MEMBER SECTION

Interview with 2019 Distinguished Service Award Recipient W. Andrew Kofke, MD, MBA

Christopher Fjotland, MD
Assistant Editor

Christopher Fjotland, MD
Christopher Fjotland, MD
W. Andrew Kofke, MD, MBA
W. Andrew Kofke, MD, MBA

Dr. Fjotland: What led you to a career in neuroanesthesiology?

Dr. Kofke: It started when I was an ambulance attendant from 1968-1978 witnessing patients not waking up after CPR.  This drew me to attend the University of Pittsburgh so I could meet Peter Safar, an EMS icon. While a student at Pittsburgh I was privileged to work in Safar’s lab with Ed Nemoto as my research mentor on various global brain ischemia projects. I had done previous lab work in organic chemistry and biochemistry, but that was my introduction to neuroscience research.  

Also at that time I was imprinted clinically by Dr. Maurice Albin, the founder of SNACC.  While I was a student, he was actively involved in getting SNACC started, although I was pretty much unaware of all that.  As a student I also encountered brain-oriented ICU faculty: Drs. Grenvik, Powner, and Snyder.  So I would say that it was the imprinting by Drs. Safar, Nemoto, Albin, Grenvik, Powner, and Snyder who altogether led me to a pathway into neuroanesthesia and neurocritical care.

Dr. Fjotland: What is your favorite neuroanesthesia case to manage and why? 

Dr. Kofke: Vascular cases have always interested me the most. Both intracranial and endovascular   aneursym cases present interesting challenges related to integrity of the aneurysm and neuroprotection. Occasionally they also present bona fide massive transfusion and fluid resuscitation issues in the context of neural jeopardy and such cases also occasionally present issues with cerebral edema and its management.   It has been and continues to be a ripe area for investigation. The whole neuroanesthesia package seems to be presented by a challenging aneurysm case.

Dr. Fjotland: Tell us about a research project (or projects) that you are most proud of and why?

Dr. Kofke: The work I am most proud of is the line of research I was involved in demonstrating neurotoxicity of opioids in preclinical studies with several subsequent studies showing congruent effects in humans. We showed limbic system excitation and injury in physiologically controlled rodents.  Studies in humans with remifentanil demonstrated limbic system activation in PET and ASL MRI. Finally, we have recently reported opioid associated amnesia in opioid users.  I think in the long run this may be the most impactful work I have done.

However, I have also been privileged at UPenn leading a team who evaluated in neuroICU patients a noninvasive monitor of absolute and relative CBF/OEF/CMRO2. I garnered my first RO1 for this project (at age 62!) and am quite sure it has the potential to totally paradigm shift neuroanesthesia and neurocritical care to focus on CBF and OEF rather than some brain-blind measure such as blood pressure.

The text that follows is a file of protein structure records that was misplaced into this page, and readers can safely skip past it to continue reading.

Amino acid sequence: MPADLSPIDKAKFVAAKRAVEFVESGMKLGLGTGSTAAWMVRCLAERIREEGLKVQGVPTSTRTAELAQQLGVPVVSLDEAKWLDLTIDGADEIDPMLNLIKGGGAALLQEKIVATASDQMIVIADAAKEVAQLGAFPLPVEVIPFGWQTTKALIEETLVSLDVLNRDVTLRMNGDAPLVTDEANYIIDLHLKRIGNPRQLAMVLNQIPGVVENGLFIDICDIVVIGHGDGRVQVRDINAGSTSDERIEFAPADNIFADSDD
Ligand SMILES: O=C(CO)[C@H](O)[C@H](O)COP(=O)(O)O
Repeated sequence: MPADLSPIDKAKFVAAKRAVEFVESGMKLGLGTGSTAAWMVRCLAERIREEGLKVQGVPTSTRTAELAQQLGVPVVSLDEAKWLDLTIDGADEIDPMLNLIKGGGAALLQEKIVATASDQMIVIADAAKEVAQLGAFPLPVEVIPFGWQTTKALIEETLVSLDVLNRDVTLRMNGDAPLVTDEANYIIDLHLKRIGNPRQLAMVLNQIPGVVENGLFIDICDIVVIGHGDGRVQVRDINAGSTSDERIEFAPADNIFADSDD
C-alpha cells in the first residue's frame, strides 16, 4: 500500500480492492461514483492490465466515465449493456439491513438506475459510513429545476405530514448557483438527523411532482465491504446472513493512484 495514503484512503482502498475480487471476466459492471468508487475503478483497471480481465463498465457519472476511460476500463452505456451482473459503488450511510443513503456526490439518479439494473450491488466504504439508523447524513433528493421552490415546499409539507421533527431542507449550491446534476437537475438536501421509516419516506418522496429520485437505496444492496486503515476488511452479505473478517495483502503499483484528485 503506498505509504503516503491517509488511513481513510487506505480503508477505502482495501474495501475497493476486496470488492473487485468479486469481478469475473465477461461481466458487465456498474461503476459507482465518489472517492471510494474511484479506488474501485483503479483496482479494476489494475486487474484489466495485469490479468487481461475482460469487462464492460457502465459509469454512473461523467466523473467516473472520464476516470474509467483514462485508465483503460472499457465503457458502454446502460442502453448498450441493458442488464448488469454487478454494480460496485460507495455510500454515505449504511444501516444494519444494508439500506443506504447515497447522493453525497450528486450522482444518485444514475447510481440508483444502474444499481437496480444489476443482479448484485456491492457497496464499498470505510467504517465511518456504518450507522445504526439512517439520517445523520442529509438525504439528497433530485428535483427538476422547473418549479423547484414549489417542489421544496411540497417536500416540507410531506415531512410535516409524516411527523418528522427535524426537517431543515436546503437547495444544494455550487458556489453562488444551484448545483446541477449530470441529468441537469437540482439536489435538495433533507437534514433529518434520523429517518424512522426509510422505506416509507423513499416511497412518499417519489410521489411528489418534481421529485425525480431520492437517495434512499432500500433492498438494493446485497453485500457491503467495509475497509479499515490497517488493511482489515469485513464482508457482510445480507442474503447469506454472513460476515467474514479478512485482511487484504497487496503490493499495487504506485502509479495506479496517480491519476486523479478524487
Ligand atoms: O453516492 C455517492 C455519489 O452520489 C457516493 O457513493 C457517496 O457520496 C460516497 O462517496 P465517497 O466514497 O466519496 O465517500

Finally, there is some nascent systems biology work I have done on single nucleotide polymorphisms which I think can help guide individualized management using post insult time dependent variations in complex pathophysiology matched to appropriate directed multifaceted therapies to take care of a complicated disease. If I was just starting out I would aim my focus on systems biology.

Dr. Fjotland: When you're not in the OR or the lab, what are you most passionate about? What do you do to unwind and/or have fun?

Dr. Kofke: Spending time with my grandchildren and enjoying nature in northeast Pennsylvania.  I was an avid runner (actually a trotter) but have a new hip which may attenuate that activity to simple hiking in the forests of Pennsylvania.

Dr. Fjotland: What new "hot topics" in neuroanesthesia are you most excited about and where do you see them potentially taking the field?

Dr. Kofke: I think systems biology incorporating phenotypes and genotypes is going to be big. We also need to develop proper preoperative tests to quantitate a given patients cerebrovascular reserve to allow for individualized decisions regarding monitoring and therapy.  There is also delirium…a real challenge.

From an educational perspective the genesis of the International Council for Perioperative Neuroscience Training (ICPNT) (icpnt.net) is a new vista in neuroanesthesia education presenting a host of novel elements, including international accreditation and the genesis of an international network of neuroanesthesia programs.  

Dr. Fjotland: Tell us about your most proud professional achievement and what makes that so special to you?

Dr. Kofke: I am proud of the folks who trained with me and who have gone on to their own success.  Most notable are Drs. Lisa Sinz, Peggy Seidman, Garfield Russell, Kane High, Steve Whitehurst, Jen Kosty, Jovany Cruz-Navarro, Sander Schlichter, Ben Scott, Jeremy Hensley, Mark Zapp, Chitra Sivasankar, Dave Wyler, and others seemingly too numerous to count. I was taught by many luminaries and to pass on what I have been taught and learned myself to my trainees, who do the same for their students. I think it’s a geometric relationship, the cycle of life in academics and I have been privileged to be part of it.

Dr. Fjotland: As a recipient of the SNACC Distinguished Service Award, what advice do you have to give to aspiring trainees and junior faculty?

Dr. Kofke: Keep your focus on improving patient care. There is a lot of very distracting chatter about how difficult it is to be in medicine, avoiding burnout, needing to be more efficient, getting those bills in, contributing to the right PAC for your special interest, among other things. Don’t let all this stuff distract you from your real mission: taking excellent care of your current patients, teaching those who will have future patients, and creating knowledge that will improve patient care for many more patients everywhere in the future.

Back to top